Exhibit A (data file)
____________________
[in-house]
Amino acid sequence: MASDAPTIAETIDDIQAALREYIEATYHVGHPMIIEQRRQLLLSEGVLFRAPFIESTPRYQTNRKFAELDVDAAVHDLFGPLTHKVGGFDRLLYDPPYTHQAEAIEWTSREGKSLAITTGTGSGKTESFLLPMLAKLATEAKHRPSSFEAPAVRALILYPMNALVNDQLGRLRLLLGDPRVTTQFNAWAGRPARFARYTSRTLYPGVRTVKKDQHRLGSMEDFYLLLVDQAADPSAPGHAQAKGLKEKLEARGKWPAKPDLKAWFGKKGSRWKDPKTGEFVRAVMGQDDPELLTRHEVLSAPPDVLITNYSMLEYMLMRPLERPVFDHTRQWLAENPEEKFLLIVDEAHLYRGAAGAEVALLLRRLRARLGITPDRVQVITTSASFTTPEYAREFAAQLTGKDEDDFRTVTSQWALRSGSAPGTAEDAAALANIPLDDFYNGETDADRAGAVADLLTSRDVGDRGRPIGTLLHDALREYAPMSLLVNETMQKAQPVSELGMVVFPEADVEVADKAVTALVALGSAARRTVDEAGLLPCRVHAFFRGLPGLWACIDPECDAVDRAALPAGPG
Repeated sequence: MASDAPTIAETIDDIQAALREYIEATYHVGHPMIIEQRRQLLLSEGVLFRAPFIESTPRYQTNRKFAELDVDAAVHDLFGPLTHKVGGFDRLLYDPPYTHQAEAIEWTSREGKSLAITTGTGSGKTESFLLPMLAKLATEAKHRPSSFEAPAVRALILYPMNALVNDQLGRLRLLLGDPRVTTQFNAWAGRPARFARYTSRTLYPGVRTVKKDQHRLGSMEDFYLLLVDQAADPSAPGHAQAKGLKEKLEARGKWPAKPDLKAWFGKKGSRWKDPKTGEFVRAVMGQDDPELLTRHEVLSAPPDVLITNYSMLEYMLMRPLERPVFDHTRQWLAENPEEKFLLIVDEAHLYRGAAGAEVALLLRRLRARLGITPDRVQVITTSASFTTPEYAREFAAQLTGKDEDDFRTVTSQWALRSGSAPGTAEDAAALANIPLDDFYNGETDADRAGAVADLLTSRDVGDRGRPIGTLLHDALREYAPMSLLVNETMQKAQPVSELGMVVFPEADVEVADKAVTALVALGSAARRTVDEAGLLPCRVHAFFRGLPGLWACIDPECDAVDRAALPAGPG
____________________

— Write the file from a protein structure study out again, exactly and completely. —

[in-house]
Amino acid sequence: MASDAPTIAETIDDIQAALREYIEATYHVGHPMIIEQRRQLLLSEGVLFRAPFIESTPRYQTNRKFAELDVDAAVHDLFGPLTHKVGGFDRLLYDPPYTHQAEAIEWTSREGKSLAITTGTGSGKTESFLLPMLAKLATEAKHRPSSFEAPAVRALILYPMNALVNDQLGRLRLLLGDPRVTTQFNAWAGRPARFARYTSRTLYPGVRTVKKDQHRLGSMEDFYLLLVDQAADPSAPGHAQAKGLKEKLEARGKWPAKPDLKAWFGKKGSRWKDPKTGEFVRAVMGQDDPELLTRHEVLSAPPDVLITNYSMLEYMLMRPLERPVFDHTRQWLAENPEEKFLLIVDEAHLYRGAAGAEVALLLRRLRARLGITPDRVQVITTSASFTTPEYAREFAAQLTGKDEDDFRTVTSQWALRSGSAPGTAEDAAALANIPLDDFYNGETDADRAGAVADLLTSRDVGDRGRPIGTLLHDALREYAPMSLLVNETMQKAQPVSELGMVVFPEADVEVADKAVTALVALGSAARRTVDEAGLLPCRVHAFFRGLPGLWACIDPECDAVDRAALPAGPG
Repeated sequence: MASDAPTIAETIDDIQAALREYIEATYHVGHPMIIEQRRQLLLSEGVLFRAPFIESTPRYQTNRKFAELDVDAAVHDLFGPLTHKVGGFDRLLYDPPYTHQAEAIEWTSREGKSLAITTGTGSGKTESFLLPMLAKLATEAKHRPSSFEAPAVRALILYPMNALVNDQLGRLRLLLGDPRVTTQFNAWAGRPARFARYTSRTLYPGVRTVKKDQHRLGSMEDFYLLLVDQAADPSAPGHAQAKGLKEKLEARGKWPAKPDLKAWFGKKGSRWKDPKTGEFVRAVMGQDDPELLTRHEVLSAPPDVLITNYSMLEYMLMRPLERPVFDHTRQWLAENPEEKFLLIVDEAHLYRGAAGAEVALLLRRLRARLGITPDRVQVITTSASFTTPEYAREFAAQLTGKDEDDFRTVTSQWALRSGSAPGTAEDAAALANIPLDDFYNGETDADRAGAVADLLTSRDVGDRGRPIGTLLHDALREYAPMSLLVNETMQKAQPVSELGMVVFPEADVEVADKAVTALVALGSAARRTVDEAGLLPCRVHAFFRGLPGLWACIDPECDAVDRAALPAGPG